Physical, mental challenges await teams heading into NCAA men's lacrosse championship weekend

For top-seeded Duke, No. 5 Denver, No. 6 Notre Dame and No. 7 Maryland, Saturday’s semifinal round of the NCAA tournament at M&T Bank Stadium in Baltimore takes center stage in terms of preparation and focus. But for two of those teams, Monday’s title game is nearly as imposing.

Championship weekend presents the two programs that advance to the tournament final with the unique dilemma of going all-out in Saturday’s semifinals, recovering physically on Sunday, and finding enough in the fuel tank to play in Monday’s final.

“The last time we went to the championship game [in 2010], it was 90-something degrees on both days, and that saps anybody,” Notre Dame coach Kevin Corrigan recalled. “I don’t care what kind of shape you’re in. It’s tough to play 120 minutes of lacrosse in less than 48 hours in that kind of heat. But that aside, I think it’s just the mental challenge of getting back up and getting back to being disciplined when you’re a little bit fatigued and all that. I’d like to think our guys over the course of this year have shown some great mental toughness and hopefully that will stand us well if we’re fortunate to have that problem.”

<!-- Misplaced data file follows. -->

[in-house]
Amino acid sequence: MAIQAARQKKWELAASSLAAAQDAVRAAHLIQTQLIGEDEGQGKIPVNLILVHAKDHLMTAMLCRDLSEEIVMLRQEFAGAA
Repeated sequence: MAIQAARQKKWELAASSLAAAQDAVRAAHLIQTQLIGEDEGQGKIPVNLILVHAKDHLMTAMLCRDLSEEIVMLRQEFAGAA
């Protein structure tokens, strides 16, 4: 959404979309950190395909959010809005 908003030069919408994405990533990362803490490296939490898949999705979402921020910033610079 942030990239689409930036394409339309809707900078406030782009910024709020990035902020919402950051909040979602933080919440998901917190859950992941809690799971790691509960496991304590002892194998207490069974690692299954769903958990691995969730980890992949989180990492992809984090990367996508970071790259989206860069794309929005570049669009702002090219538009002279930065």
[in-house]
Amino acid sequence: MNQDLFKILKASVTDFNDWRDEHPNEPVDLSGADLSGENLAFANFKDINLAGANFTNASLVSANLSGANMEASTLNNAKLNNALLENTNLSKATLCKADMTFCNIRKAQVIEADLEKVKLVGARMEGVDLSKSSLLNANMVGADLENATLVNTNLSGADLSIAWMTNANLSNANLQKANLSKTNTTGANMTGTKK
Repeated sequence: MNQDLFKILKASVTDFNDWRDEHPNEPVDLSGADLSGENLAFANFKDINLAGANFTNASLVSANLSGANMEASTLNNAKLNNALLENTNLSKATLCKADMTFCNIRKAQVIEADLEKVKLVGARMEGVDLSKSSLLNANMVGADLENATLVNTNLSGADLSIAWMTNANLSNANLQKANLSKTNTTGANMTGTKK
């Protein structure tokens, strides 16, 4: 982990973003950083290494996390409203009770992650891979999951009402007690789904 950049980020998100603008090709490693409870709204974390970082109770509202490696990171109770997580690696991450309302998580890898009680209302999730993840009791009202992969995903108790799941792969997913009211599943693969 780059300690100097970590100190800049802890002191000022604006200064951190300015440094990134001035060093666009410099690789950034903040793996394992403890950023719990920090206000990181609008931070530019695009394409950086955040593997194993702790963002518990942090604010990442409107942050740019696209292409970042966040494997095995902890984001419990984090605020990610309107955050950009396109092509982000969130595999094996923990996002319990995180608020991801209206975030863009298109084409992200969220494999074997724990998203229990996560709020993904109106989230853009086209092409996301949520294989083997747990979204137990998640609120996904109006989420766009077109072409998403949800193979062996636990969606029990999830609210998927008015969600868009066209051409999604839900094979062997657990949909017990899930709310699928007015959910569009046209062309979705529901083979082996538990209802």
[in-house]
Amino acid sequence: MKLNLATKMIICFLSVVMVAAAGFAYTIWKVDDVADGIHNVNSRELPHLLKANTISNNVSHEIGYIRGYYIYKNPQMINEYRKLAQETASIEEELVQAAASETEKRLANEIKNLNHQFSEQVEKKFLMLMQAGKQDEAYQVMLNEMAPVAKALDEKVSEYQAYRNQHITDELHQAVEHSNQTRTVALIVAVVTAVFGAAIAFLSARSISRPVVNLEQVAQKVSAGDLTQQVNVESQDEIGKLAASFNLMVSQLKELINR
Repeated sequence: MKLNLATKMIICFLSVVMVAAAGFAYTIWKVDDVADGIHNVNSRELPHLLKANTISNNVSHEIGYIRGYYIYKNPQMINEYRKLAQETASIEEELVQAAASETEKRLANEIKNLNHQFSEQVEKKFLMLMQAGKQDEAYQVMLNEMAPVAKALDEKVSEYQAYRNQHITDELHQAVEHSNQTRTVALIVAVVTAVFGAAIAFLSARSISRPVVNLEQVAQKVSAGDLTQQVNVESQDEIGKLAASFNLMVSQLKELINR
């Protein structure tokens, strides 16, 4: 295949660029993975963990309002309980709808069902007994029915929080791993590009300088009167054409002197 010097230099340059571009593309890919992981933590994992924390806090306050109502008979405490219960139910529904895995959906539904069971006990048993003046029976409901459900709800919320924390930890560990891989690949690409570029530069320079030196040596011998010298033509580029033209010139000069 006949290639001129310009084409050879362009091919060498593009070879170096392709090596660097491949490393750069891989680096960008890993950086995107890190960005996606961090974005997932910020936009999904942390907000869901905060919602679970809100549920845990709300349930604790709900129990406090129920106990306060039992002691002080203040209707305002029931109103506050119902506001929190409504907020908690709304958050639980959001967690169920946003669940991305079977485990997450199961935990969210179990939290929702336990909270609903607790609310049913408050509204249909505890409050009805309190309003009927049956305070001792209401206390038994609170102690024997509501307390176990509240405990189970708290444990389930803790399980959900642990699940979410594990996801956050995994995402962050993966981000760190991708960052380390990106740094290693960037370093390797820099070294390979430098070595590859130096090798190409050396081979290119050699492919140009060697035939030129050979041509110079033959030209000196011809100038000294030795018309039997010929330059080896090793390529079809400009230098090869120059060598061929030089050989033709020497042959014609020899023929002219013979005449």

Three of the four semifinalists participated in a two-game span over three days this season. Duke did it twice – once in February and once in March. Denver and Notre Dame each did it once, while Maryland was denied its lone chance when it fell to the Fighting Irish, 6-5, in the Atlantic Coast Conference tournament semifinals on April 25.

Blue Devils coach John Danowski said scheduling a pair of two-game stretches over three days was no accident.

“We always say that the Friday night game is the semifinal and the Sunday game is the championship game,” he said. “So regardless of what happens in the ACC tournament if we don’t advance, we have something that we have as a point of reference. So we use that weekend as, ‘Hey, now that it’s this time of year, we’ve done this before. We’ve played two games in three days.’ Not that we’re looking ahead to Monday because nobody is. That’s foolish. But that is why we schedule those games in that format.”

Pioneers coach Bill Tierney said the experience of participating in two games in three days is invaluable for the players.

“All of that is in preparation for the inevitability if you’re fortunate enough to make it to Monday, you’ve got to have that turnaround experience,” he said. “I think some of us at times have had really hard practices on Tuesday, Wednesday and Thursday, and if the kids can handle that, they can handle this weekend. I think it’s more of the emotion of how big this weekend is that make Saturday and Monday more complex than normal.”

But before the coaches can even begin approaching Monday, winning on Saturday is paramount. Or as Corrigan said, “There is no Monday. There’s just Saturday.”

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